What’s On My Mix Bus

mix bus plugins

I’ve been steadily improving my mix bus skills and setup in the past few years.

I wanted to share with you a little bit of my thought process as well as show you some of my favourite plugins.

Whether I’m working on one of my own tracks or doing mixing work for a client, these are the tools that are seeing action on my mix bus at the moment.


Let’s get a couple of things straight before we begin.

First of all, a definition. This post is about the tools that I am using on the mix bus while I am producing and mixing. Mastering is a whole different topic altogether, so let us not get those two confused!

Second: Mix bus processing is an advanced topic. The master output channel is where your entire project comes together. You must be extremely careful with any processing that takes place in the mix bus. It’s easy to ruin your mix if you go in too hard or use tools or techniques you don’t fully understand.

You must develop a thorough understanding of the plugins you decide to use on your master bus. You want to make sure there is nothing going on that you aren’t aware of. 

You also need to have good enough listening environment in order to make informed decisions.

If in doubt, it’s better to leave the mix bus empty until you have learned more about the topic and gained confidence. I did that for many, many years!



I first wrote about my master buss plugins about three years back. What has changed since then? Well, almost everything.

The biggest change is that in the past couple of years I have started mixing into a bus compressor (instead of adding a bus compressor on the mix bus when the track is finished, if at all).

I have also acquired some super helpful tools that help me a lot with referencing and analysis.

In this post I have categorised my mix bus plugins into four groups based on their purpose: Vibe, Analysis, Safety and Referencing.

Let’s go through everything one by one.




The first group of plugins on my mix bus exists to breath some punch, mojo, cohesion and movement into the mix. The plugins I mostly use for this purpose currently include:

  • Sonimus Satson Buss
  • Vertigo VSC-2
  • Klanghelm MJUC
  • FabFilter Pro-C2
  • Softube Tube-Tech CL 1B
  • Acme Opticom XLA-3
  • U-he Satin

It’s good to have options for different sonic signatures. At the moment the combination of Satson and VSC-2 is what I usually start with. But I switch things up and combine different plugins depending on what the situation calls for.

The trick with any plugin on the above list is to mix into them from the beginning. I don’t add them at the end of the project. I add them fairly early – as soon as the project has started to take shape a little bit. Doing it sooner rather than later allows me to maintain the balance of the mix better. The sound and behaviour of the mix bus plugins become a more integral part of the music.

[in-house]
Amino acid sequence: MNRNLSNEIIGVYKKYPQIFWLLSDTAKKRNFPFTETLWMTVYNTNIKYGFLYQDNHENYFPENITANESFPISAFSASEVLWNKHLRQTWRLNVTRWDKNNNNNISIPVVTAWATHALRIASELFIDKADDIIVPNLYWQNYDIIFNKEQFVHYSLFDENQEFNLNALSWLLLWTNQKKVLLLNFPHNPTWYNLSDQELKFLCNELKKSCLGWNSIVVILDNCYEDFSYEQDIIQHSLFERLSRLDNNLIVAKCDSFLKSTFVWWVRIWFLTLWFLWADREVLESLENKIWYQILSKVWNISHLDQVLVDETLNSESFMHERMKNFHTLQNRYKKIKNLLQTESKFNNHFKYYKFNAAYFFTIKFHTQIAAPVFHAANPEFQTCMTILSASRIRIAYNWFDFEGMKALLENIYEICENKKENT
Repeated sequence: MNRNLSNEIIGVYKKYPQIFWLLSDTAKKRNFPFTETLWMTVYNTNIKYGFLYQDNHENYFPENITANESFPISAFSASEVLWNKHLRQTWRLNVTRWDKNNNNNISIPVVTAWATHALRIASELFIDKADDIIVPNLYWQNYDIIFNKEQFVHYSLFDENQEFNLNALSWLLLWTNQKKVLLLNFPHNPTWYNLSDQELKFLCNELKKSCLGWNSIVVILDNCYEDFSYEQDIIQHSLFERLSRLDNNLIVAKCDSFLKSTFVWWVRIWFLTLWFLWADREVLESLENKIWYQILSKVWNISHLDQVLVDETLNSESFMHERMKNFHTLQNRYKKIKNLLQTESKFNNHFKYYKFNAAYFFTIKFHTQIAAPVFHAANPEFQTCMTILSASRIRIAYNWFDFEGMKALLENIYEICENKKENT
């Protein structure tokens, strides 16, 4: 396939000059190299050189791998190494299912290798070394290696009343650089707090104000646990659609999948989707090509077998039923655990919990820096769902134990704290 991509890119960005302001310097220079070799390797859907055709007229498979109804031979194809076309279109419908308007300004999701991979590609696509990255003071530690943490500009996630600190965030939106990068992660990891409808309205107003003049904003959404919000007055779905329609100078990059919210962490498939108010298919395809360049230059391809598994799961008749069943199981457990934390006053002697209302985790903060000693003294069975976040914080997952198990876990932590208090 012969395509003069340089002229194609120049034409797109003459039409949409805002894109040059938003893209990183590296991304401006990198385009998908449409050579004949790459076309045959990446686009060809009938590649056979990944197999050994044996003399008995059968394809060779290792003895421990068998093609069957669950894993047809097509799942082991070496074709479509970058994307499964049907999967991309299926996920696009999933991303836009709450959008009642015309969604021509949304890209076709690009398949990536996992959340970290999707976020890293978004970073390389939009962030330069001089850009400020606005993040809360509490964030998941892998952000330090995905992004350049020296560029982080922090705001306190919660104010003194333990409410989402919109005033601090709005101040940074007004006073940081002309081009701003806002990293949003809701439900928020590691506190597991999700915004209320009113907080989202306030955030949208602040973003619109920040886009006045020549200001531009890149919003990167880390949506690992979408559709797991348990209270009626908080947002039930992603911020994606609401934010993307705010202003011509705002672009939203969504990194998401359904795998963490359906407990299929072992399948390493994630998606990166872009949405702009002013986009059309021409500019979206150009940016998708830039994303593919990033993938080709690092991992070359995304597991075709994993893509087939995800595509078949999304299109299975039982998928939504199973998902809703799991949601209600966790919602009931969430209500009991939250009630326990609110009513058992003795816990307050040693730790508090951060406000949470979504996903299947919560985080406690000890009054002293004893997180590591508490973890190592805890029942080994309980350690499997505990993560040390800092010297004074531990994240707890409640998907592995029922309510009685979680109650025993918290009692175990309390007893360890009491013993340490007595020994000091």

Mixing into these plugins also helps me maintain good gain staging practice. If I hear the master bus beginning to clog up I know I’m pushing the individual channels too hard.


Sonimus Satson Buss

Sonimus Satson Buss

This is always the first plugin on my mix bus. Sonimus Satson is a console emulation with two components: Buss and Channel.

I do use the channel component inserted as the first plugin on each channel of the mix (I also use Channel for gain staging).

I really like the way Satson sounds. It imparts a subtle but real character on the sound. From what I gather Satson is inspired by the sound of SSL 4000 series consoles.

I also like the VU meter a lot. I use it to monitor the levels going into my mix bus. If the needle is hovering close to 0dBVS, I know I’m good.

For my music Satson performs as good or better than many of it’s much more expensive competitors and it is pretty easy on the CPU.

At $39 Satson is really affordable as well. The only downside is Sonimus don’t offer demos of their products, which I do find quite strange. I would love to try their other console product, Britson. But I am not sure if it would be an improvement over Satson for the kind of music I make. And it’s not cool to have to spend $39 just to find out!

For what it’s worth though, I am happy to fully endorse Satson for genres like drum&bass and techno. Works great for me.



Vertigo VSC-2

Vertigo VSC-2

I have only recently discovered this compressor. Very quickly after demoing it became a must-buy.  It’s now my first choice for a bus compressor in most situations.


Vertigo VSC-2 is an emulation of a prolific VCA compressor by the same name. The hardware goes for about $5000 – just so you know.

While I would love to try the hardware version some day, I must say the plugin generally works really really well on the kind of music I’ve been working on recently.

The VSC-2 is good with fast transients. I love how it behaves with drum&bass music. I typically use a very gentle ratio (2:1 or “soft”) with 1-3 dB of gain reduction. That is all it takes.

It almost magically pulls the sound together, making things sound more focused and tighter in a good way. It is also great for creating some movement.


Klanghelm MJUC

Klanghelm MJUC